KUALA LUMPUR,Feb 8: This year’s celebration of Chinese New Year will be rather unique and admittedly, somewhat dour, no thanks to the Covid-19 pandemic.

However, despite the general gloom, some quarters are taking steps to ensure that Chinese culture continues to be promoted through scaled-down celebrations.

Thean Hou Temple in Kuala Lumpur happens to be the scene of one of these endeavours, as this year’s celebrations are held in accordance with the theme of “Turning over a Niu Leaf”.

“Niu” means “cow” or “ox” in English.

The theme is meant to dispel the unfortunate rat of yesteryear, and usher in a resourceful year filled with longevity.

In the same vein, the temple hopes to welcome the prosperous ox which will bring onto Malaysia great wealth and health.

Hence, to welcome the Year of the Ox, the temple committee has decided to revive a rare Chinese tradition called, “Whipping the Spring”.

This tradition involves the erection of a 148.6 sq m structure resembling a yellow paddy field, the symbol of a good harvest.

Aside from the paddy field, a rustic attap house, a pair of buffaloes and a lone farmer can be seen, against the backdrop of a peaceful farm basking in the morning sunlight.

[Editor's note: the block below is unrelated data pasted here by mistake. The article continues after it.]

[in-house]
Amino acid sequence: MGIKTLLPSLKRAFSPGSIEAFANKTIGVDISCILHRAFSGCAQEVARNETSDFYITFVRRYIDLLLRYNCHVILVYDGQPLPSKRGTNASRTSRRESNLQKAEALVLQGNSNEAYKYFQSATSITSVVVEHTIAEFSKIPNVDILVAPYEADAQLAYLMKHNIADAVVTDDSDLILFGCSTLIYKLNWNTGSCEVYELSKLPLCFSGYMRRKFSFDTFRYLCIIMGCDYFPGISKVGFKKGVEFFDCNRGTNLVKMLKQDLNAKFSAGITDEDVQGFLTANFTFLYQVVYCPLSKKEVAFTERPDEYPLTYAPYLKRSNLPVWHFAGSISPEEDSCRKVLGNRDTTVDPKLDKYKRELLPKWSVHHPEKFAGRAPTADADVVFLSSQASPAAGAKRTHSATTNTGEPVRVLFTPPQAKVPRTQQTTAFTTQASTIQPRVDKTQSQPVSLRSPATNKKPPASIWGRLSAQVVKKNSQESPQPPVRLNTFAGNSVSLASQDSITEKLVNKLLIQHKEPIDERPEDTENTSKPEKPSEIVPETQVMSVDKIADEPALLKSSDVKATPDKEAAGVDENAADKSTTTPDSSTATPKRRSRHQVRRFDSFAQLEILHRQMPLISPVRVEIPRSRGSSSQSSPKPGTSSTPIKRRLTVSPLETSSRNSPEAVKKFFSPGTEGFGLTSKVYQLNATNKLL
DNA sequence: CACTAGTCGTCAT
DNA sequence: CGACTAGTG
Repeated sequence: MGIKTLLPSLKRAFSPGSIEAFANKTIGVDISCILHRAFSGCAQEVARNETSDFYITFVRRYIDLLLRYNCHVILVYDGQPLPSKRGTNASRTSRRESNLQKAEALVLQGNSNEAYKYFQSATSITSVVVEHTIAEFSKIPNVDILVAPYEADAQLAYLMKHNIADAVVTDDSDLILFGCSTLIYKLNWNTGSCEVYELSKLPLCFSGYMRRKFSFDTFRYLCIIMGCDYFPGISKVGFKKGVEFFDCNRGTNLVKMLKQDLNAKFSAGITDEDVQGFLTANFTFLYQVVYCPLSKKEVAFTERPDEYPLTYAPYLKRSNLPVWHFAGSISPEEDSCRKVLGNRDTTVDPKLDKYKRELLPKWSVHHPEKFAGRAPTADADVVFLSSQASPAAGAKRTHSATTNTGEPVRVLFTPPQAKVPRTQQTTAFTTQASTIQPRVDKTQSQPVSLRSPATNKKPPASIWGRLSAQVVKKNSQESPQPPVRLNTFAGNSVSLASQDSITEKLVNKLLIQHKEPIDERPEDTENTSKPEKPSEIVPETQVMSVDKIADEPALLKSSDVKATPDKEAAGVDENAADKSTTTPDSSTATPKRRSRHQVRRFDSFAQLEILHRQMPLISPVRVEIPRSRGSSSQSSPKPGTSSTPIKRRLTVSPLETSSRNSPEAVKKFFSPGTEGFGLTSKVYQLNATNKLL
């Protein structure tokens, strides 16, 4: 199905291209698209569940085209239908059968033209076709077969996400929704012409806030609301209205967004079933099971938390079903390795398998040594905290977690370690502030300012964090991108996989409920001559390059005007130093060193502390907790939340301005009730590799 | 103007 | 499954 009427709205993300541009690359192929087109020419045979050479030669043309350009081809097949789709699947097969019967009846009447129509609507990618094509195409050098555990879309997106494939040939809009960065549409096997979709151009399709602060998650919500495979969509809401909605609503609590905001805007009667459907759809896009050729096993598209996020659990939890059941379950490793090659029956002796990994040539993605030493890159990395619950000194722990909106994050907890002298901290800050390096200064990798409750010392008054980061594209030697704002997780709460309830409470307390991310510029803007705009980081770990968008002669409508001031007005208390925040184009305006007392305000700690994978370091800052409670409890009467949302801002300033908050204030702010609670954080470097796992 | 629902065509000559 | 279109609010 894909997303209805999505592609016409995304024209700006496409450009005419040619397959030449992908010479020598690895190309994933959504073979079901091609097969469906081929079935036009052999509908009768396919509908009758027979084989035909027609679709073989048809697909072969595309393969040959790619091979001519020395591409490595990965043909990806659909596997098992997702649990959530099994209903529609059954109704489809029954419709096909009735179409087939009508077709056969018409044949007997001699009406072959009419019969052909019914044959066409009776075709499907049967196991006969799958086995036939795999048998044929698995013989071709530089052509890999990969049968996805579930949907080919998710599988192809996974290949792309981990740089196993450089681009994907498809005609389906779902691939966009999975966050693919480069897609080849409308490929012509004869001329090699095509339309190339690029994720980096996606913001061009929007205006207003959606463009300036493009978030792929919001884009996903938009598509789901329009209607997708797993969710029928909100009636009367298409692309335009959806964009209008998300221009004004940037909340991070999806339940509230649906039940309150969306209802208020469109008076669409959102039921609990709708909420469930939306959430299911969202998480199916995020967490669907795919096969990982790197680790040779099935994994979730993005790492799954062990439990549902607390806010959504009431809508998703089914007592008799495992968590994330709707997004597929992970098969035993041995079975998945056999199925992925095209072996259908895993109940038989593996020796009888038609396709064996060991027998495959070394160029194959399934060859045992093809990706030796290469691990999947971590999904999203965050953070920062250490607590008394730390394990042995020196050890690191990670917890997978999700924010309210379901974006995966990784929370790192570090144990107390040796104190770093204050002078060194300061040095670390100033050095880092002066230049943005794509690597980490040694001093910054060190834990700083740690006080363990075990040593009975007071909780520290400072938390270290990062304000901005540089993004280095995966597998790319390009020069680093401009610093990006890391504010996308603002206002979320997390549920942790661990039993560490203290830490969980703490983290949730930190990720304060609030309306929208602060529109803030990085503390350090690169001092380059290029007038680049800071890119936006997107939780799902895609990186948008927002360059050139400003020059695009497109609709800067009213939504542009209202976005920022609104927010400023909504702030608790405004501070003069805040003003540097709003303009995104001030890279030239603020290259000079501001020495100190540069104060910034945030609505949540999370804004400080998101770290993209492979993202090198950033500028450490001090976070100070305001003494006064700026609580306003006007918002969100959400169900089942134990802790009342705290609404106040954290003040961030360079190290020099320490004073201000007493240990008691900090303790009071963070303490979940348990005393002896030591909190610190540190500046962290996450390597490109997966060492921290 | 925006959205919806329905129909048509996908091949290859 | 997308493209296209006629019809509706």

This is quite the scenery that any shutterbug would fall in love with at first sight.

But this elaborate structure is more than just mere decoration, as it has symbolic significance.

The tradition of “Whipping the Spring” is also sometimes known as “Whipping the Spring Ox” or “Welcoming the Spring Ox”.

In the past, on the first day of the spring season, villagers would whip a buffalo, signifying the beginning of spring ploughing and expressing their wishes for a good harvest.

During the first crack of the whip, the villagers would wish for fine weather.

The second crack of the whip would be followed by a wish for fertilised soil.

The third, fourth, fifth and sixth whip were meant to represent wishes for an auspicious beginning, favourable seasons, a good harvest and all-rounded exuberance.

These whippings are also supposedly a way to rid oneself of bad luck and sorrow while welcoming a new phase of one’s life.

While people may not be able to leave their homes to visit the magnificent structure any time soon, the temple intends on keeping it around for visitors to view after the MCO is lifted.

The pandemic has affected the temple’s plans for the year rather adversely, with multiple celebrations, charity drives, gatherings and competitions having to be cancelled or shifted online.

Amidst all the doom and gloom though, the temple and its devotees remain steadfast in its belief that the pandemic will eventually come to its timely end.

And when Malaysians are finally free to travel, Thean Hou Temple will be waiting to welcome any and all visitors wishing to take in the beautiful sceneries to be found within the temple grounds.


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